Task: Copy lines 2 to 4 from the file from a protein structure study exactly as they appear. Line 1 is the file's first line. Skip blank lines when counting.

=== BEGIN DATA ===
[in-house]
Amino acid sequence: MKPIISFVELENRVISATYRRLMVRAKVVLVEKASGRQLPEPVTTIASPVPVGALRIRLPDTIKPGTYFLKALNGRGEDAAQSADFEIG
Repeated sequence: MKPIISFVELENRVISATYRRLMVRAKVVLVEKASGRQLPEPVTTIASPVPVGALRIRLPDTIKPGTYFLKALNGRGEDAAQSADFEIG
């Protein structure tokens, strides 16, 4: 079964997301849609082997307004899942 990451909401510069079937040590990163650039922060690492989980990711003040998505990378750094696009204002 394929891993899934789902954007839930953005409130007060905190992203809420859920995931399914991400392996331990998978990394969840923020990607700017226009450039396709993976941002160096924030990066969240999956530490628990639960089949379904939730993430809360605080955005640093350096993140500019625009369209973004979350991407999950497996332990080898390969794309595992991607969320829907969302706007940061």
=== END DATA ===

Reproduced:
Amino acid sequence: MKPIISFVELENRVISATYRRLMVRAKVVLVEKASGRQLPEPVTTIASPVPVGALRIRLPDTIKPGTYFLKALNGRGEDAAQSADFEIG
Repeated sequence: MKPIISFVELENRVISATYRRLMVRAKVVLVEKASGRQLPEPVTTIASPVPVGALRIRLPDTIKPGTYFLKALNGRGEDAAQSADFEIG
């Protein structure tokens, strides 16, 4: 079964997301849609082997307004899942 990451909401510069079937040590990163650039922060690492989980990711003040998505990378750094696009204002 394929891993899934789902954007839930953005409130007060905190992203809420859920995931399914991400392996331990998978990394969840923020990607700017226009450039396709993976941002160096924030990066969240999956530490628990639960089949379904939730993430809360605080955005640093350096993140500019625009369209973004979350991407999950497996332990080898390969794309595992991607969320829907969302706007940061």